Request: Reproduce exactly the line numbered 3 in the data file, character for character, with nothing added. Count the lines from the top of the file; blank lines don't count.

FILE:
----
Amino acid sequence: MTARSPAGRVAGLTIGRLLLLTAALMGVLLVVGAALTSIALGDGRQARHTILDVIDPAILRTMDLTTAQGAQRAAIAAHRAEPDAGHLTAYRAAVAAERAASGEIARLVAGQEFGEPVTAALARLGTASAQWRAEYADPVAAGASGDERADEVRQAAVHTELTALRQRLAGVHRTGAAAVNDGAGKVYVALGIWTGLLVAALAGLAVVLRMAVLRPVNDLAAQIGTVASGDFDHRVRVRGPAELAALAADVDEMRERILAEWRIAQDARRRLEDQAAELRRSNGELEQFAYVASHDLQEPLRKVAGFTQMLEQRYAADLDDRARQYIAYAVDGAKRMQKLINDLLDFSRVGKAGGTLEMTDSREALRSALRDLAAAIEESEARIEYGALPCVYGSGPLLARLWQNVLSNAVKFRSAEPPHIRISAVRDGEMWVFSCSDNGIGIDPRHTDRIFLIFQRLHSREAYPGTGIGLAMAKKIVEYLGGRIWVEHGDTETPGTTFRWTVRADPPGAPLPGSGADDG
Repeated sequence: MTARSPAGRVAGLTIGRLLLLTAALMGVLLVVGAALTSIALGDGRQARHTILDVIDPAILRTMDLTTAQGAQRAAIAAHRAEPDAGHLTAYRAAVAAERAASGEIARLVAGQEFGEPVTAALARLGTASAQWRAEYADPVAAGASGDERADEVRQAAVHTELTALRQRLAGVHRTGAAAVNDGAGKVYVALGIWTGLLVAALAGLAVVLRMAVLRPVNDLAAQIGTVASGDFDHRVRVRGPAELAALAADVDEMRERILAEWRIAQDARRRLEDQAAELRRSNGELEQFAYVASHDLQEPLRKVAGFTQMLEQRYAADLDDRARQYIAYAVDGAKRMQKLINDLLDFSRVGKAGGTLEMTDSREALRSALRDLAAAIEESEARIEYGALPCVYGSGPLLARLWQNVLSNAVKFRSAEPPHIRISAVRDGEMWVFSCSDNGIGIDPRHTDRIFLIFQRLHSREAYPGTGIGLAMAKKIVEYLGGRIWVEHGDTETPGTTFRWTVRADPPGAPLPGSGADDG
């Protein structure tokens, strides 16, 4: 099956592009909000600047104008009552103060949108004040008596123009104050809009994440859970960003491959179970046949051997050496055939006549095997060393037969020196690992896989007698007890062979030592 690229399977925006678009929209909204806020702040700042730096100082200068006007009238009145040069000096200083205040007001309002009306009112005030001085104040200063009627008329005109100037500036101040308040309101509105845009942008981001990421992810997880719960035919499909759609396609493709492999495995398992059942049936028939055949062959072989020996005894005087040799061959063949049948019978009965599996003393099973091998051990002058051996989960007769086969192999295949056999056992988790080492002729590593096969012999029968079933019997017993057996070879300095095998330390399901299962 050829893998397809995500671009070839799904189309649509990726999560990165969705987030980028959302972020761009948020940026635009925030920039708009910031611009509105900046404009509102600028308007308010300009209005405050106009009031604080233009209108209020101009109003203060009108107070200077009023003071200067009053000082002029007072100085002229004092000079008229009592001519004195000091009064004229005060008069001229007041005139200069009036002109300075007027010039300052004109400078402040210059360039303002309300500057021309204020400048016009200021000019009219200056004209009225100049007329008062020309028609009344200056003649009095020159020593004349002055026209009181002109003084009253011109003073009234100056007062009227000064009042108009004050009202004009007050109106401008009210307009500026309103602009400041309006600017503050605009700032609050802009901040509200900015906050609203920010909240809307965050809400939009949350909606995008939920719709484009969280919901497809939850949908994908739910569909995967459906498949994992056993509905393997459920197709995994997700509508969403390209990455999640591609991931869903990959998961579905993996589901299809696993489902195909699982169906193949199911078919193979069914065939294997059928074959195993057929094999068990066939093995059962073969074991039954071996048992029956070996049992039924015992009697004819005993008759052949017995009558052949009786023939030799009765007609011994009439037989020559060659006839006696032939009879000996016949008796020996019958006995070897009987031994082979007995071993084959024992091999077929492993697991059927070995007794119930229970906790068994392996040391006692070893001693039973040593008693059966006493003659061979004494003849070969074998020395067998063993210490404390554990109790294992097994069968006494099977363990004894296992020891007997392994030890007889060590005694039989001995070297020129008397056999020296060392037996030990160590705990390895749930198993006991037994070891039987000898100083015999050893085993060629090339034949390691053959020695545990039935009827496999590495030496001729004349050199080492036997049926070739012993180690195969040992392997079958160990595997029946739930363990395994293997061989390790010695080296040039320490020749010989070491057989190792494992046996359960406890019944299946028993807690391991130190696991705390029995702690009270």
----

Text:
């Protein structure tokens, strides 16, 4: 099956592009909000600047104008009552103060949108004040008596123009104050809009994440859970960003491959179970046949051997050496055939006549095997060393037969020196690992896989007698007890062979030592 690229399977925006678009929209909204806020702040700042730096100082200068006007009238009145040069000096200083205040007001309002009306009112005030001085104040200063009627008329005109100037500036101040308040309101509105845009942008981001990421992810997880719960035919499909759609396609493709492999495995398992059942049936028939055949062959072989020996005894005087040799061959063949049948019978009965599996003393099973091998051990002058051996989960007769086969192999295949056999056992988790080492002729590593096969012999029968079933019997017993057996070879300095095998330390399901299962 050829893998397809995500671009070839799904189309649509990726999560990165969705987030980028959302972020761009948020940026635009925030920039708009910031611009509105900046404009509102600028308007308010300009209005405050106009009031604080233009209108209020101009109003203060009108107070200077009023003071200067009053000082002029007072100085002229004092000079008229009592001519004195000091009064004229005060008069001229007041005139200069009036002109300075007027010039300052004109400078402040210059360039303002309300500057021309204020400048016009200021000019009219200056004209009225100049007329008062020309028609009344200056003649009095020159020593004349002055026209009181002109003084009253011109003073009234100056007062009227000064009042108009004050009202004009007050109106401008009210307009500026309103602009400041309006600017503050605009700032609050802009901040509200900015906050609203920010909240809307965050809400939009949350909606995008939920719709484009969280919901497809939850949908994908739910569909995967459906498949994992056993509905393997459920197709995994997700509508969403390209990455999640591609991931869903990959998961579905993996589901299809696993489902195909699982169906193949199911078919193979069914065939294997059928074959195993057929094999068990066939093995059962073969074991039954071996048992029956070996049992039924015992009697004819005993008759052949017995009558052949009786023939030799009765007609011994009439037989020559060659006839006696032939009879000996016949008796020996019958006995070897009987031994082979007995071993084959024992091999077929492993697991059927070995007794119930229970906790068994392996040391006692070893001693039973040593008693059966006493003659061979004494003849070969074998020395067998063993210490404390554990109790294992097994069968006494099977363990004894296992020891007997392994030890007889060590005694039989001995070297020129008397056999020296060392037996030990160590705990390895749930198993006991037994070891039987000898100083015999050893085993060629090339034949390691053959020695545990039935009827496999590495030496001729004349050199080492036997049926070739012993180690195969040992392997079958160990595997029946739930363990395994293997061989390790010695080296040039320490020749010989070491057989190792494992046996359960406890019944299946028993807690391991130190696991705390029995702690009270």